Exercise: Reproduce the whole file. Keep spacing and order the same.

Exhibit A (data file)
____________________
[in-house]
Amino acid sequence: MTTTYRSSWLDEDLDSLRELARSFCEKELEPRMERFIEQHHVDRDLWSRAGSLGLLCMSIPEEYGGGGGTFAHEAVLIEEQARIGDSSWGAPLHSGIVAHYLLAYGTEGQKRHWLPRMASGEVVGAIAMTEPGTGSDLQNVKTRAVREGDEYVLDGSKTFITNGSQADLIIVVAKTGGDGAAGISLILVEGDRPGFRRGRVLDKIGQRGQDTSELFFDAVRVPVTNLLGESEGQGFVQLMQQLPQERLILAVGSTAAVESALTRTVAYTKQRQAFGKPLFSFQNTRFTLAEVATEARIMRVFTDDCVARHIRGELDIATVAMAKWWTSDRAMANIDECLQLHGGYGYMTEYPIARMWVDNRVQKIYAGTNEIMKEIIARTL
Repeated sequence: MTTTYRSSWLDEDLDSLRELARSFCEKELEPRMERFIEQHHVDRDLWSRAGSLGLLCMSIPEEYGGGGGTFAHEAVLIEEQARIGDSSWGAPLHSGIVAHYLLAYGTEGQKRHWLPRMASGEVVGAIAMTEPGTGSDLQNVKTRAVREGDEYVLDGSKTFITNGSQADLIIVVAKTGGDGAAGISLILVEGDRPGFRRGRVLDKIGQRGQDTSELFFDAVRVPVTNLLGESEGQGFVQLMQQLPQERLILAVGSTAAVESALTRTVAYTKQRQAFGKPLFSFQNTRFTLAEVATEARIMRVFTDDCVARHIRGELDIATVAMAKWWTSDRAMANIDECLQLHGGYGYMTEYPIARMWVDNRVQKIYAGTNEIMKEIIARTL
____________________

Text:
[in-house]
Amino acid sequence: MTTTYRSSWLDEDLDSLRELARSFCEKELEPRMERFIEQHHVDRDLWSRAGSLGLLCMSIPEEYGGGGGTFAHEAVLIEEQARIGDSSWGAPLHSGIVAHYLLAYGTEGQKRHWLPRMASGEVVGAIAMTEPGTGSDLQNVKTRAVREGDEYVLDGSKTFITNGSQADLIIVVAKTGGDGAAGISLILVEGDRPGFRRGRVLDKIGQRGQDTSELFFDAVRVPVTNLLGESEGQGFVQLMQQLPQERLILAVGSTAAVESALTRTVAYTKQRQAFGKPLFSFQNTRFTLAEVATEARIMRVFTDDCVARHIRGELDIATVAMAKWWTSDRAMANIDECLQLHGGYGYMTEYPIARMWVDNRVQKIYAGTNEIMKEIIARTL
Repeated sequence: MTTTYRSSWLDEDLDSLRELARSFCEKELEPRMERFIEQHHVDRDLWSRAGSLGLLCMSIPEEYGGGGGTFAHEAVLIEEQARIGDSSWGAPLHSGIVAHYLLAYGTEGQKRHWLPRMASGEVVGAIAMTEPGTGSDLQNVKTRAVREGDEYVLDGSKTFITNGSQADLIIVVAKTGGDGAAGISLILVEGDRPGFRRGRVLDKIGQRGQDTSELFFDAVRVPVTNLLGESEGQGFVQLMQQLPQERLILAVGSTAAVESALTRTVAYTKQRQAFGKPLFSFQNTRFTLAEVATEARIMRVFTDDCVARHIRGELDIATVAMAKWWTSDRAMANIDECLQLHGGYGYMTEYPIARMWVDNRVQKIYAGTNEIMKEIIARTL